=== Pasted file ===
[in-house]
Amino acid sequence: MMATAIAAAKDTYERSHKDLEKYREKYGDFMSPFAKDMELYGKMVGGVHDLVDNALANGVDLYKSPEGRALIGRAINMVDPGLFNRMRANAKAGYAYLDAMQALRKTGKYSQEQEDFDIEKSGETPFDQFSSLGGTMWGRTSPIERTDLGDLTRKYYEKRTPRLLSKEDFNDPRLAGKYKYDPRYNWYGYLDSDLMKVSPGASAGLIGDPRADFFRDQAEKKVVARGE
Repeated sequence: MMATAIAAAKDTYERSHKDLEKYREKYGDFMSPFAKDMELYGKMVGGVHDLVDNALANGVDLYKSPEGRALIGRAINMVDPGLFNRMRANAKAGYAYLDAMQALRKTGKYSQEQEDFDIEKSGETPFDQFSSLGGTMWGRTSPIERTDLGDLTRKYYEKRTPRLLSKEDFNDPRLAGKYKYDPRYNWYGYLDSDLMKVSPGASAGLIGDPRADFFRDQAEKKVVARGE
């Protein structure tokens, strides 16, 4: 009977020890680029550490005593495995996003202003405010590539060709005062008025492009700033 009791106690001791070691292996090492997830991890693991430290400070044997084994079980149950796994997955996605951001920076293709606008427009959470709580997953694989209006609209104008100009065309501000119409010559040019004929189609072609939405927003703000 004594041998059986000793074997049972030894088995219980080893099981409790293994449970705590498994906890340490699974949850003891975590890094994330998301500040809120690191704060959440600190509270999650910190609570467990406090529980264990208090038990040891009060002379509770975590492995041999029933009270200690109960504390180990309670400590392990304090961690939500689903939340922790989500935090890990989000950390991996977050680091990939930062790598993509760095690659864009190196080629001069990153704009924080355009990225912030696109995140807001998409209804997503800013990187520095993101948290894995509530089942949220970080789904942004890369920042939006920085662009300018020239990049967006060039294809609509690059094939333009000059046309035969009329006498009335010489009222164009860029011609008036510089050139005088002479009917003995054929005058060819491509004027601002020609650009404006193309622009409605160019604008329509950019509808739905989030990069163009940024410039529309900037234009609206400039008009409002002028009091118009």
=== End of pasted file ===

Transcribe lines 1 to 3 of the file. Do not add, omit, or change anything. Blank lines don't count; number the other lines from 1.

[in-house]
Amino acid sequence: MMATAIAAAKDTYERSHKDLEKYREKYGDFMSPFAKDMELYGKMVGGVHDLVDNALANGVDLYKSPEGRALIGRAINMVDPGLFNRMRANAKAGYAYLDAMQALRKTGKYSQEQEDFDIEKSGETPFDQFSSLGGTMWGRTSPIERTDLGDLTRKYYEKRTPRLLSKEDFNDPRLAGKYKYDPRYNWYGYLDSDLMKVSPGASAGLIGDPRADFFRDQAEKKVVARGE
Repeated sequence: MMATAIAAAKDTYERSHKDLEKYREKYGDFMSPFAKDMELYGKMVGGVHDLVDNALANGVDLYKSPEGRALIGRAINMVDPGLFNRMRANAKAGYAYLDAMQALRKTGKYSQEQEDFDIEKSGETPFDQFSSLGGTMWGRTSPIERTDLGDLTRKYYEKRTPRLLSKEDFNDPRLAGKYKYDPRYNWYGYLDSDLMKVSPGASAGLIGDPRADFFRDQAEKKVVARGE